Mrs Despard and The Suffrage Movement (Paperback)
Founder of The Women's Freedom League
An article written by Lynne Graham-Matheson for Dan Snow's History Hit: 'A Force for Social Reform: Who Was Mrs Despard?'
Charlotte Despard, social reformer and suffragette, was always known as Mrs Despard, never Charlotte. Her name should be synonymous with those of Emmeline Pankhurst and Millicent Fawcett. Instead, she remains overlooked.
Born in 1844, Charlotte’s childhood was difficult: she found solace in great literature, identifying with Milton and the romantic words of Shelley. She married Maximillian Despard and had the opportunity to explore the world and try her hand at a career as a novelist.
Widowed in her early 40s, her money and status allowed her to live a life of surprising freedom for a woman of her time. Charlotte devoted her life to improving the lot of the poor and moved to live among them in the London slums. She fought for better and fairer living/working conditions for all, supporting adult suffrage before becoming heavily involved in the fight for votes for women. She joined Emmeline Pankhurst’s Women’s Social and Political Union and when that organisation split in 1907 co-founded the Women’s Freedom League, becoming its first, much loved, president. She also served as editor and major contributor to its newspaper, The Vote. When suffrage activities were largely suspended after the outbreak of WW1 in 1914, she returned to her Irish roots and moved to Dublin to support the fight for Irish home rule. After some women were enfranchised in 1918 she tried to capitalise on the upturn for women’s political freedom by (unsuccessfully) running for Parliament.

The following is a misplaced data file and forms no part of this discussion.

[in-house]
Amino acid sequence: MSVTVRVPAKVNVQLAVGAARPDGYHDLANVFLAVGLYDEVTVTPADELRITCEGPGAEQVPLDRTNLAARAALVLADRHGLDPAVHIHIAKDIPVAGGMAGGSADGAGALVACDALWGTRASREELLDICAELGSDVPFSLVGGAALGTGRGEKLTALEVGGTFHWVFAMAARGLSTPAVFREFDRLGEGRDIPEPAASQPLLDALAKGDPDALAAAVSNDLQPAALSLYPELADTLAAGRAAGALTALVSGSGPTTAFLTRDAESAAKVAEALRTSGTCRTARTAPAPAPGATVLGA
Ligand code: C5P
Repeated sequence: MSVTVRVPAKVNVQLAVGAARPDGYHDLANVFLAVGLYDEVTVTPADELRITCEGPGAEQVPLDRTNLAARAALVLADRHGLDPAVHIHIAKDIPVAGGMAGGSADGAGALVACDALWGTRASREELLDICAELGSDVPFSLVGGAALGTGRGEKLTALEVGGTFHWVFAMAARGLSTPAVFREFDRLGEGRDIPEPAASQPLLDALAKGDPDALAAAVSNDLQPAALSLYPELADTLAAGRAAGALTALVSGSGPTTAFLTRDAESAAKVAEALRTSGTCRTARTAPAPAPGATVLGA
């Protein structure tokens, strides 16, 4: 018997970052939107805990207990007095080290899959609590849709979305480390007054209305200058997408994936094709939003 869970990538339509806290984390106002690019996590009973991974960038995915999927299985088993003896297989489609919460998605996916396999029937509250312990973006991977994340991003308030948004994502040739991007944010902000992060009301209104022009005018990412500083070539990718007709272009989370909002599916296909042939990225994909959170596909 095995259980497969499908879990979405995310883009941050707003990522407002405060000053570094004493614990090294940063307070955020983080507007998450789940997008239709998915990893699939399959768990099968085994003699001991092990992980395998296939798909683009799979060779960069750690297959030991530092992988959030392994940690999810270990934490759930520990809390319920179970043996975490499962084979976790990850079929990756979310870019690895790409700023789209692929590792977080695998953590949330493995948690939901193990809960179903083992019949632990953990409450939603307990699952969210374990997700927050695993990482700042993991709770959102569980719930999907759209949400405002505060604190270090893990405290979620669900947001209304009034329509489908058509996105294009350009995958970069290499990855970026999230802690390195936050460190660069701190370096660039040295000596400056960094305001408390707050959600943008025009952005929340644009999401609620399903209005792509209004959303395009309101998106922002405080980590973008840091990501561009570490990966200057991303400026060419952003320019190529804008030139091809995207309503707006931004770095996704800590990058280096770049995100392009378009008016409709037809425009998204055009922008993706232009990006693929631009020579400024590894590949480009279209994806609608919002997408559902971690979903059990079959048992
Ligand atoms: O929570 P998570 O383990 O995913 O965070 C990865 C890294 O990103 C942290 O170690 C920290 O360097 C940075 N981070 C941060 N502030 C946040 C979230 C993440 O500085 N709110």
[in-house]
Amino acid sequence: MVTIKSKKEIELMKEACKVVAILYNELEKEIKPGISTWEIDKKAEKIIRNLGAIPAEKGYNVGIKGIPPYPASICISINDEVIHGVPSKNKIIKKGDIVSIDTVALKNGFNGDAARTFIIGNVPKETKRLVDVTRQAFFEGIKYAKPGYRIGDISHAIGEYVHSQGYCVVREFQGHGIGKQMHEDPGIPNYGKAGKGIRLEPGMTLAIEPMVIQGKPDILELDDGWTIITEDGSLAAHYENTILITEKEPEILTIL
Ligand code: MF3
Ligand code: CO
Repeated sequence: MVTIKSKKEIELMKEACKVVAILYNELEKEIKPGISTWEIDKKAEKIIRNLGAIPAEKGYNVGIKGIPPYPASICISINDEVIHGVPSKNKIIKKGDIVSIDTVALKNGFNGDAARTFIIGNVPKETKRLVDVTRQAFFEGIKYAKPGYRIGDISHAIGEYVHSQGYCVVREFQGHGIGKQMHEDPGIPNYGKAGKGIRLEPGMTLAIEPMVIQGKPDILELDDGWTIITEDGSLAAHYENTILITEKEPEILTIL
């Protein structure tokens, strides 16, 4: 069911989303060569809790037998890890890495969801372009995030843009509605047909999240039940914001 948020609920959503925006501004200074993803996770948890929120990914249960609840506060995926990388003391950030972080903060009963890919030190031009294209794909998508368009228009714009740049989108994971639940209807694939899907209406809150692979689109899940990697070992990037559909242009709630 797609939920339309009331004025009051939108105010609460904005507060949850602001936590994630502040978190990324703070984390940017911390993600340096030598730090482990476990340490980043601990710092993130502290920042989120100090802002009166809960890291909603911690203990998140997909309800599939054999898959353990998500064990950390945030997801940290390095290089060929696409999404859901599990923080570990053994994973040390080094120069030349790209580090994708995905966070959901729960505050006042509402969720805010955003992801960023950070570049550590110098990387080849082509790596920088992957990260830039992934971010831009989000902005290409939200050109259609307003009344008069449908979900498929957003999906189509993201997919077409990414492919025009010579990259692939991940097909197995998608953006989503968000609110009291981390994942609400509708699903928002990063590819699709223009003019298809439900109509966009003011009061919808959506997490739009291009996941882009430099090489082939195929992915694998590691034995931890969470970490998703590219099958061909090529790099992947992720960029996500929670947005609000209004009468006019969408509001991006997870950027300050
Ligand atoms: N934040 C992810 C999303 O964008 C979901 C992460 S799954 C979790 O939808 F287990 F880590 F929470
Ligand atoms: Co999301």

Charlotte’s political and public career ended tragically when she died in Belfast aged 95, penniless and alone, having given all her money to helping those less fortunate. Her quiet legacy continues to be felt to this day in causes supporting the rights of women and children.
Mrs Despard and the Suffrage Movement: Founder of the Women’s Freedom League was such a brilliant book. Its a period of history especially women’s history that I find fascinating and would like to know more about.Where There's Ink There's Paper
Mrs Despard was such a extraordinary, smart and talented woman who did so much for the Women’s Suffrage Movement. This book was utterly fascinating, well-written, well-researched, thoroughly engaging, informative and completely enjoyable. I would definitely recommend this to anyone who is interested in women’s history.
Read the full review here
A thoroughly good read, a book where you learn a lot, and one that I hope could be read by more people than it will seem to. The book is very comprehensive and looks at Despard’s life from the beginning and upbringing, through to her marriage, why she became a suffragette, and her life supporting women, the working class and her campaigns to help in Ireland. The book is very well written by this mother and daughter authors, which went into excellent detail but kept the story alive.UK Historian
Read the full review here
Biography of an extraordinary woman who fought for better conditions for the poor and especially the rights of women. I don't understand the reference to "identifying with Milton's Satan", but other than that Helen and Lynne bring Charlotte Despard rightly to our attention at a time when the only suffragette that really springs to mind is Emmeline Pankhurst...Books Monthly